Requesting Proof of a Debt

by L Miller
(Missouri, US)

I got a call just this morning from a holder of an old student loan (not federal) after a long period of no communications. I suspect they got notice of recent activity from a credit repository - which is fine. I gave them nothing.

I have run a search on StartPage and studied the Statute of Limitations for my state and studied a few other sites. As a result of it all, I am now aware of the 'without first getting written proof from the debt collector that you actually owe' stipulation.

What is the 'proper' way (form, textual content, method of delivery) to request that 'written proof'? I normally use email and am trying to train all entities which I deal with to use email which is way more documented than paper, so, is that a problem?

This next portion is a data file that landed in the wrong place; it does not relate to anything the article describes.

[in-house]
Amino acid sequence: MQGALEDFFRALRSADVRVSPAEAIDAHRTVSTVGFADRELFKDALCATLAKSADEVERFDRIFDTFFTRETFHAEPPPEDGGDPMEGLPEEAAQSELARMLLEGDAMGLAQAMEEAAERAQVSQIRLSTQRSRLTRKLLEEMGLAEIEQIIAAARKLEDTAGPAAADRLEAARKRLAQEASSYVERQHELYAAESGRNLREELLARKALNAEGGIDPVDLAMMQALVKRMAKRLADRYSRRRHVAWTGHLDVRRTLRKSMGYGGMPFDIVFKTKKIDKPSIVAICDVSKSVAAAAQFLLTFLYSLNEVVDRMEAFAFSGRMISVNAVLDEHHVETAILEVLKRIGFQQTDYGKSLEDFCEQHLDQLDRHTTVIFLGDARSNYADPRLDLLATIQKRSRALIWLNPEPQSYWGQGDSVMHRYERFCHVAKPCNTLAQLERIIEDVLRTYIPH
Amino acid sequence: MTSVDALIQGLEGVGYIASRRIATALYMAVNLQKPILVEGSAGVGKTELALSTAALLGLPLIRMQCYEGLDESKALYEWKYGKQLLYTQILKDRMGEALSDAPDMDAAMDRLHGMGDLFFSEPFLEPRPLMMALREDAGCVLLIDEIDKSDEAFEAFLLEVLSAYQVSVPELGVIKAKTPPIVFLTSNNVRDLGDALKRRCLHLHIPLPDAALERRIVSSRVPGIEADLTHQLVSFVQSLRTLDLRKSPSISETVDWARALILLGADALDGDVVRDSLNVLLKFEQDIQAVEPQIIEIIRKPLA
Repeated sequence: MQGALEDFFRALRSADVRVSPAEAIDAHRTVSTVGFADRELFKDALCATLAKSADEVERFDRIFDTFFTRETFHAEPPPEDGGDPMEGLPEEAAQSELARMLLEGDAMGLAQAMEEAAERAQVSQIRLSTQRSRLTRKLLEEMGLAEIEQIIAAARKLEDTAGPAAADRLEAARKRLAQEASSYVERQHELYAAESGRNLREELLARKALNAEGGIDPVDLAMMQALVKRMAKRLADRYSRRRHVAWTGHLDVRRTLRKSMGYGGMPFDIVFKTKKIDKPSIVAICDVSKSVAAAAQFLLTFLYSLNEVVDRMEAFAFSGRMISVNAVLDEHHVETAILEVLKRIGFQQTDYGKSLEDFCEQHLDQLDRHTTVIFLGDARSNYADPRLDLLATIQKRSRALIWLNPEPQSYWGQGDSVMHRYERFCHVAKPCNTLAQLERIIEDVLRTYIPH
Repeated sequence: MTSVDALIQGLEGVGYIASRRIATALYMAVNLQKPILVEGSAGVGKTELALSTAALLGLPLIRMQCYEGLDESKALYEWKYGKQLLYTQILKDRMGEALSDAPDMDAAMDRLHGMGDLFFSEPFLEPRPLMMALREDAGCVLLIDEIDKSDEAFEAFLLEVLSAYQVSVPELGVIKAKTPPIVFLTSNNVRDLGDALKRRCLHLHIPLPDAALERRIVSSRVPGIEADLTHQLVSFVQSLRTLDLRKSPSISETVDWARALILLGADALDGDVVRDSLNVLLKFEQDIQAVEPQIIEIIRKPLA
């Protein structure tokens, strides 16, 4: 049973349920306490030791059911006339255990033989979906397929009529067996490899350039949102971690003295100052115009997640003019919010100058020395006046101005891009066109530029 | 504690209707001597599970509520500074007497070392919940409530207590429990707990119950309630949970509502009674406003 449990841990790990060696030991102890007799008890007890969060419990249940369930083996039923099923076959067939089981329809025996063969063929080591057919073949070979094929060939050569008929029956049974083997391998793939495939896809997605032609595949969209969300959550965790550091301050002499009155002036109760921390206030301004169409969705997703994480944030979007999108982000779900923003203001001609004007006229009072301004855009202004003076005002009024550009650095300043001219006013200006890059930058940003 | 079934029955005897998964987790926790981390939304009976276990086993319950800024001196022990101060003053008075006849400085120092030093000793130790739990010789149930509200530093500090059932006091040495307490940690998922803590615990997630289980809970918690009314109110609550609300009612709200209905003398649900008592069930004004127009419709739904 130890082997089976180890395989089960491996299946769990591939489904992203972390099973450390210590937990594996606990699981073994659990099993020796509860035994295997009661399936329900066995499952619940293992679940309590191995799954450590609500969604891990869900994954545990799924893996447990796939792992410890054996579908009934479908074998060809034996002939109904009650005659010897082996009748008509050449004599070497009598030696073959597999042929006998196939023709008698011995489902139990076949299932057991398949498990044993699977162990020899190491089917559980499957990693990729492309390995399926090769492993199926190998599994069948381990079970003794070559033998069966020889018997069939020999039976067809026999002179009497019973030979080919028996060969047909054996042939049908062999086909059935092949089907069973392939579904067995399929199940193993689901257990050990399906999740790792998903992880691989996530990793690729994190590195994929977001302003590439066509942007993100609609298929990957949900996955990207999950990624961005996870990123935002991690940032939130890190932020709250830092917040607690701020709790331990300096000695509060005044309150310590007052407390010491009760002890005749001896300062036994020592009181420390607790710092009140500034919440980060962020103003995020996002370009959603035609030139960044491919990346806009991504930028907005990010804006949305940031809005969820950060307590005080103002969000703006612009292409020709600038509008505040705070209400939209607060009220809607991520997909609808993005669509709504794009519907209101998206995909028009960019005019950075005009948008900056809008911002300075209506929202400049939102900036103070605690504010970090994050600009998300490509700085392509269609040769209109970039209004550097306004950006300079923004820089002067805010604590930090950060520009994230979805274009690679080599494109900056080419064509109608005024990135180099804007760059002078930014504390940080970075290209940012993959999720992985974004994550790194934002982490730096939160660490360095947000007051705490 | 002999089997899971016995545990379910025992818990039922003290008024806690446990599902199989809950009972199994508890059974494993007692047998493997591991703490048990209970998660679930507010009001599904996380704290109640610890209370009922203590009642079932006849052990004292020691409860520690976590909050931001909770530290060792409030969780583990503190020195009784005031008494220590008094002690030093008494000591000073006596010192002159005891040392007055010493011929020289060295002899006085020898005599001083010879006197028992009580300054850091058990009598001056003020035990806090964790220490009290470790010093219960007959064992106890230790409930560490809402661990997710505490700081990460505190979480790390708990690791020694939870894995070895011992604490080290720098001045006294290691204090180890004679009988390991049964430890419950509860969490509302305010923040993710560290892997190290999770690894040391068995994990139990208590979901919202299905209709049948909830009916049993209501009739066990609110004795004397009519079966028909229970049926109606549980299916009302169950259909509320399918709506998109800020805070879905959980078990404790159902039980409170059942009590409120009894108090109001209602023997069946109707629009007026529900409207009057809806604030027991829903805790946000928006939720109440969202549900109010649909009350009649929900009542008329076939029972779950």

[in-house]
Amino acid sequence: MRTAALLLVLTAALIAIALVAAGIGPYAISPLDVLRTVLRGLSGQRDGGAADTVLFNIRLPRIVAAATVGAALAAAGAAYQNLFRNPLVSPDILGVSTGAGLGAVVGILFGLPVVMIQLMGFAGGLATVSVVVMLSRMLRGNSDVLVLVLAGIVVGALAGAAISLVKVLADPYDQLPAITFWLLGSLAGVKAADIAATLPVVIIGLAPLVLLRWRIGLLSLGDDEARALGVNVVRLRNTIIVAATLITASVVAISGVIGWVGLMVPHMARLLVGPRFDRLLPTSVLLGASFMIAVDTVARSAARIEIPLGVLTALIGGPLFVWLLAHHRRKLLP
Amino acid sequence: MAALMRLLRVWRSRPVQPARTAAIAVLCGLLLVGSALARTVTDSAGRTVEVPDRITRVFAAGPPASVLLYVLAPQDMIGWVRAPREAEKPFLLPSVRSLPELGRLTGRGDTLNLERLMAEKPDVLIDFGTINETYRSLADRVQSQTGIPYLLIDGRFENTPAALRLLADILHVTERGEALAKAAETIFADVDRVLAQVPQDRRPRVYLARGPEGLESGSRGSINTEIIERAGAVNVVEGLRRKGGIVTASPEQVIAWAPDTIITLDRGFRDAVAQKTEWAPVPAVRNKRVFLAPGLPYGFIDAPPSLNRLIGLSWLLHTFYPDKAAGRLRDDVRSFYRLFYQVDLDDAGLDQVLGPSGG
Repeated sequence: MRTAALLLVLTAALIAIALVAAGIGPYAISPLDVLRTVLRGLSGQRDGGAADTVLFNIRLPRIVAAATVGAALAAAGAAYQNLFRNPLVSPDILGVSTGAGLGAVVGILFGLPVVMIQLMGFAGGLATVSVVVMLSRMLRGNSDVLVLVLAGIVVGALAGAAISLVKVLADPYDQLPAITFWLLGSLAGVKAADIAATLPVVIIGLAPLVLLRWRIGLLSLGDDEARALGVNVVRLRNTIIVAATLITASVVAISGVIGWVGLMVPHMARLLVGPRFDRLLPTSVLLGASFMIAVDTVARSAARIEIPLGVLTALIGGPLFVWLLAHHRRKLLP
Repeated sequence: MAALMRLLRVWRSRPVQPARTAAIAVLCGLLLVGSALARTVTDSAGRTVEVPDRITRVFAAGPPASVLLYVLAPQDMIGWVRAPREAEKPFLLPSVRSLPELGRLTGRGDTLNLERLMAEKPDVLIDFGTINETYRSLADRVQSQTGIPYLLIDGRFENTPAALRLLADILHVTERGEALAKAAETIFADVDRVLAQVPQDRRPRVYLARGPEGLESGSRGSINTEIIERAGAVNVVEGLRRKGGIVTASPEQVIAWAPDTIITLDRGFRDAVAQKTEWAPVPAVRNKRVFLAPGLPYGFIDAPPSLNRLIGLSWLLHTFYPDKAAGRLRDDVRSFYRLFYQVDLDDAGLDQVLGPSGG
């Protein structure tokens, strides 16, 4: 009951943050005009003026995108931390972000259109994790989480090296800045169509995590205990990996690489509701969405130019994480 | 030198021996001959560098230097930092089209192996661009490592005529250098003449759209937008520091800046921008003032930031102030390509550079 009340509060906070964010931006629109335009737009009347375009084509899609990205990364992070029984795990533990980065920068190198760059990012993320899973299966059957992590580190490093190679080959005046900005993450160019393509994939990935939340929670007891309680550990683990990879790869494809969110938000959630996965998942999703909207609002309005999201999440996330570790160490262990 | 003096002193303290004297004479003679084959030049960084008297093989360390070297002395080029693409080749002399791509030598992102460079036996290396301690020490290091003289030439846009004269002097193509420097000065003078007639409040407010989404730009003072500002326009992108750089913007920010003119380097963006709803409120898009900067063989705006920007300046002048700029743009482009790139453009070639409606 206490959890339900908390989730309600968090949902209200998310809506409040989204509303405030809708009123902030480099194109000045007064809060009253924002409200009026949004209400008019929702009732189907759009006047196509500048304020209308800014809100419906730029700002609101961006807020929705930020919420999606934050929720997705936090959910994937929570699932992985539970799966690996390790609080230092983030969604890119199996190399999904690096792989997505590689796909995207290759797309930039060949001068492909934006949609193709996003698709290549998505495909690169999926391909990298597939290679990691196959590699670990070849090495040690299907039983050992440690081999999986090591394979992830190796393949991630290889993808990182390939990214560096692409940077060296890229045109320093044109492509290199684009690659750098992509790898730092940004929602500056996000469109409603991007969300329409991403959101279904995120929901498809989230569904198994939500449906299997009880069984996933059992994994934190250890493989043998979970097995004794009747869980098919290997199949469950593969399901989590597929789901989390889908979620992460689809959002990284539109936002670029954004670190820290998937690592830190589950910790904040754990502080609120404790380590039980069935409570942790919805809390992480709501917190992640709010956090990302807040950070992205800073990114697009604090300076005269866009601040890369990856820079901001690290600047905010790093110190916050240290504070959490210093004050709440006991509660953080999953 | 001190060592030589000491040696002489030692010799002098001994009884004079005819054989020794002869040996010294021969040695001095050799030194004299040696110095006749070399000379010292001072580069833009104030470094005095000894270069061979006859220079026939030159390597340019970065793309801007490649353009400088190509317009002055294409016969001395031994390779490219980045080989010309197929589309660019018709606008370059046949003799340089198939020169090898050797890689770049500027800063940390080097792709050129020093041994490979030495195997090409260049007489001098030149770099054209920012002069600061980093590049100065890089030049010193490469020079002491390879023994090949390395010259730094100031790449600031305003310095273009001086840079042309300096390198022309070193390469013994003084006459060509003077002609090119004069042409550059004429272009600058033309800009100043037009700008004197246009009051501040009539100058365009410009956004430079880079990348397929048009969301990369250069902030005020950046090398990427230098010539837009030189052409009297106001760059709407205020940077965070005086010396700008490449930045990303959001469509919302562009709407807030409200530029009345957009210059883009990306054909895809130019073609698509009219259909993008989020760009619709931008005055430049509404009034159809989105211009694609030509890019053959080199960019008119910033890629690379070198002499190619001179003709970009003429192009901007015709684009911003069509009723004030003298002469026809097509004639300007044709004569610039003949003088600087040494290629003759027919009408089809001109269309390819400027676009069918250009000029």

Thank you in advance.

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Jul 04, 2011
Requesting Proof of a Debt

The federal Fair Debt Collection Practices Act (FDCPA) gives consumers who are contacted about a debt the right to request that the debt collector provide them written proof that they in fact owe the debt or verification of the amount of the debt. The best way to make this request is to write the collector a letter and to send it via certified mail with a return receipt requested so that you have proof of when the letter was received. You must send your letter within 30 days of the collector contacting you for the first time however. Be sure to make a copy of your letter for your files. The collector is legally obligated to respond to your letter in writing.

If you believe that the collector's response is inadequate or unclear, contact the collector again for clarification. If you get no where, consult with a consumer law attorney in your area who helps consumers resolve debt collection problems. You should do the same if the collector fails to respond to your letter.

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